Concerns were voiced that the market associated with this sponsor would lower the sportsmanship and modest behavior that rugby demands. Did any of these critics watch the Tri-nations? I suppose George Gregan and Carlos Spencer are good buddies who never get riled up? Those Springboks are really known for their sportsmanship aren’t they?
Every American who watched the USA 7s on TV should remember back to their post game banter and see if it was centered on the play of the teams or on the rap soundtrack and advertisements. Most can’t remember the scores but they remember the music.
Not A Good Fit?
It was widely decided that this sponsorship was simply not a good fit. Why is that? Did the check bounce? Apparently the American rugger decided that somehow Hip-Hop was not as responsible as Guinness or Michelob. I wonder what image Vodafone, Ford or Steinlager portray.
It’s obvious that American rugby does not want to be a competitor but rather an "alternative" club of guys who share a passion for the same hobby. Not convinced? Try this test.
Visit a rugby chat-room and bring up the subject of gridiron. Then count the seconds before the subject shifts from rules of the game to end zone dances and all that is wrong with American society. It is unavoidable.
"Rugby players don’t dance after every tackle or pound their chests after every point," is a popular quote. Somehow it’s O.K. for New Zealand to dance before every match, and I guess the anti-celebration fans have never watched Fiji play. Nothing is sure but death, taxes, and conversations about American rugby eventually sinking in the swamp of, "I’m glad we aren’t football".
Attitude Adjustment Needed
The affect of the collective community should not be underestimated. If we rugby playing "Yanks" ever want to join the rest of our nation and its tradition of winning, there must be an attitude adjustment. Right now we are simply a clique crying over lack of attention.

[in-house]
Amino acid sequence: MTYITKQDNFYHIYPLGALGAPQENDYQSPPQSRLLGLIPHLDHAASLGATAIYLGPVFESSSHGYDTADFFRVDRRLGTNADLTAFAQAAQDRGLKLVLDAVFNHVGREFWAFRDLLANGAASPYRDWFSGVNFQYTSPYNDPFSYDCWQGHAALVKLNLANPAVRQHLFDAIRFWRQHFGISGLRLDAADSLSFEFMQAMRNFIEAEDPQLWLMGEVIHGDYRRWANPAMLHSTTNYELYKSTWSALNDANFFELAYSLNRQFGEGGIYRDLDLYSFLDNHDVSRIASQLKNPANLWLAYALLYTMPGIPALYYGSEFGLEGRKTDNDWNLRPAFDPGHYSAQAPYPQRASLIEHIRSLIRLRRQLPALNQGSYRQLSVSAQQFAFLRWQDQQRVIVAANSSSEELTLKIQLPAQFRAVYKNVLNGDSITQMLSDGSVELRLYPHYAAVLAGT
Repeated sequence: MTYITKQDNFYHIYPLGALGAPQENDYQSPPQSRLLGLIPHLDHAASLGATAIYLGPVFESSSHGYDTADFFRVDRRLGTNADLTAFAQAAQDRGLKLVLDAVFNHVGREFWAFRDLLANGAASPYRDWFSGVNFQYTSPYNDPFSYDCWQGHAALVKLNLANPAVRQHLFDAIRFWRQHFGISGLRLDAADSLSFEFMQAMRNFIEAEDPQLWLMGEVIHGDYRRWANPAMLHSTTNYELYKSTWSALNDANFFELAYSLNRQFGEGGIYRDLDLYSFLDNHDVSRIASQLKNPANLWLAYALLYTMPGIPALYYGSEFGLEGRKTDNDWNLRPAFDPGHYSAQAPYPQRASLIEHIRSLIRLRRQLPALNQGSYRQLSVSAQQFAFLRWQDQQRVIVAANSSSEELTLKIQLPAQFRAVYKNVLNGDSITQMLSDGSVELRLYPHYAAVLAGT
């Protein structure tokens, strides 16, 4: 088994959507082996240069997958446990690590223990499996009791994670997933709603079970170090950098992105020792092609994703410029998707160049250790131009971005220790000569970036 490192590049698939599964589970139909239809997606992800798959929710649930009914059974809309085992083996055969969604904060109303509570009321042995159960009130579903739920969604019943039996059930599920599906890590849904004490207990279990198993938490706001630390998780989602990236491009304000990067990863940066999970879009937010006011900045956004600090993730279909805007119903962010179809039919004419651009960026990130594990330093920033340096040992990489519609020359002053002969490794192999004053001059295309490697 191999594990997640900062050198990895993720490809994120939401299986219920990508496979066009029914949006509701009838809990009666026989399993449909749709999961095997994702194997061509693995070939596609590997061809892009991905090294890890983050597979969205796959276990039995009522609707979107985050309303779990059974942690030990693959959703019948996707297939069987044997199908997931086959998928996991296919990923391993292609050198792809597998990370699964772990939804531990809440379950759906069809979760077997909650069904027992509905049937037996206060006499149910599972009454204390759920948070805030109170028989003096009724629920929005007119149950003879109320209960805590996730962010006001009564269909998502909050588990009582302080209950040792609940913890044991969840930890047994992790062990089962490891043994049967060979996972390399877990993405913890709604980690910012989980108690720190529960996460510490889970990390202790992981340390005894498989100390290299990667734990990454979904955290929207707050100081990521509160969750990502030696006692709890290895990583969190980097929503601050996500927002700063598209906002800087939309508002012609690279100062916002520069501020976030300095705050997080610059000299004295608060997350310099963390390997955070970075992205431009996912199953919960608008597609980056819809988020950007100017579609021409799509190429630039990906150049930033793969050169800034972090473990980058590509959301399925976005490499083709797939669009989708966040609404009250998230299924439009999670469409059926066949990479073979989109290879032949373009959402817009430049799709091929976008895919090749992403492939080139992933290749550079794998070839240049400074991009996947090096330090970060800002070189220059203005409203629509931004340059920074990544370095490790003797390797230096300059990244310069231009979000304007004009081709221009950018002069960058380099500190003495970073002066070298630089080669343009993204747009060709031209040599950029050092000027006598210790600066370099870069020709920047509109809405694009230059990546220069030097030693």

How can we compete as Americans while trying our hardest to not let the sport become American? We say we want to grow and win. We tout how brotherly and accepting we are, when in reality we are simply looking for more people to join the club, enlarging our crowd of like-minded buddies.
If you see yourself as an exception, consider a few questions: how many players on your squad actually live in the neighborhood where your practice field is located? If you share the field with the local little league football team, do you see these neighbors as potential recruits or an annoyance? When a recruit or competing player shows up in baggy shorts, or wearing cornrows, do you think to yourself, "that isn’t what a rugby player looks like?"
A call must be put out to everyone in this country who loves the oblong ball, to re-evaluate what they want the sport to be. Maybe after we do this we can finally turn the corner. Maybe we can get Americans to play the game. Maybe we can get people to see the sport as an option and not just a foreign oddity. Maybe then American companies will fund us out of obscurity. Maybe then Americans will come across a match on TV and wonder what the score is rather than what that game is.
Maybe then we will win.